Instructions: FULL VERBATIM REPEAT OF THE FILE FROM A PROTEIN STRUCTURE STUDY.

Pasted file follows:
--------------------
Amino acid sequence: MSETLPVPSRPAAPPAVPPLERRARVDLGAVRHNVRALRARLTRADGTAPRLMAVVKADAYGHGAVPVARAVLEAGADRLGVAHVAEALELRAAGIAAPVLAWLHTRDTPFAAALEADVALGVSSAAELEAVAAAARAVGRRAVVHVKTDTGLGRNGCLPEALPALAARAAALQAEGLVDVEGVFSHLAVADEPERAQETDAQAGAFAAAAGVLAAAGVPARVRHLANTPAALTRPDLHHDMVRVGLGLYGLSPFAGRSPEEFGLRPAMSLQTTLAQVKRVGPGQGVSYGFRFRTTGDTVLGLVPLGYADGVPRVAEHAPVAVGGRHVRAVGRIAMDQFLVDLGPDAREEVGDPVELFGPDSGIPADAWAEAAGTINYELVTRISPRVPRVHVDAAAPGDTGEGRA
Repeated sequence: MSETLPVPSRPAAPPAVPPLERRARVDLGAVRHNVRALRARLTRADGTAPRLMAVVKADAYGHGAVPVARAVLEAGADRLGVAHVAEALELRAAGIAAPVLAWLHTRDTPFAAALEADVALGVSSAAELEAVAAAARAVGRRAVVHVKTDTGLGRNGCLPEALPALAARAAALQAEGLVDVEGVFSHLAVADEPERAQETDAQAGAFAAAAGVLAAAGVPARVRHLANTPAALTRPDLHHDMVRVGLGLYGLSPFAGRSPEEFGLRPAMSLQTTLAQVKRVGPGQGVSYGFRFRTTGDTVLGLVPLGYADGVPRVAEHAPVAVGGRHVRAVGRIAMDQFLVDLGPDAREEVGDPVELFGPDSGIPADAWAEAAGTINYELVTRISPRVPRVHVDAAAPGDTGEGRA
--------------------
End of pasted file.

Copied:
Amino acid sequence: MSETLPVPSRPAAPPAVPPLERRARVDLGAVRHNVRALRARLTRADGTAPRLMAVVKADAYGHGAVPVARAVLEAGADRLGVAHVAEALELRAAGIAAPVLAWLHTRDTPFAAALEADVALGVSSAAELEAVAAAARAVGRRAVVHVKTDTGLGRNGCLPEALPALAARAAALQAEGLVDVEGVFSHLAVADEPERAQETDAQAGAFAAAAGVLAAAGVPARVRHLANTPAALTRPDLHHDMVRVGLGLYGLSPFAGRSPEEFGLRPAMSLQTTLAQVKRVGPGQGVSYGFRFRTTGDTVLGLVPLGYADGVPRVAEHAPVAVGGRHVRAVGRIAMDQFLVDLGPDAREEVGDPVELFGPDSGIPADAWAEAAGTINYELVTRISPRVPRVHVDAAAPGDTGEGRA
Repeated sequence: MSETLPVPSRPAAPPAVPPLERRARVDLGAVRHNVRALRARLTRADGTAPRLMAVVKADAYGHGAVPVARAVLEAGADRLGVAHVAEALELRAAGIAAPVLAWLHTRDTPFAAALEADVALGVSSAAELEAVAAAARAVGRRAVVHVKTDTGLGRNGCLPEALPALAARAAALQAEGLVDVEGVFSHLAVADEPERAQETDAQAGAFAAAAGVLAAAGVPARVRHLANTPAALTRPDLHHDMVRVGLGLYGLSPFAGRSPEEFGLRPAMSLQTTLAQVKRVGPGQGVSYGFRFRTTGDTVLGLVPLGYADGVPRVAEHAPVAVGGRHVRAVGRIAMDQFLVDLGPDAREEVGDPVELFGPDSGIPADAWAEAAGTINYELVTRISPRVPRVHVDAAAPGDTGEGRA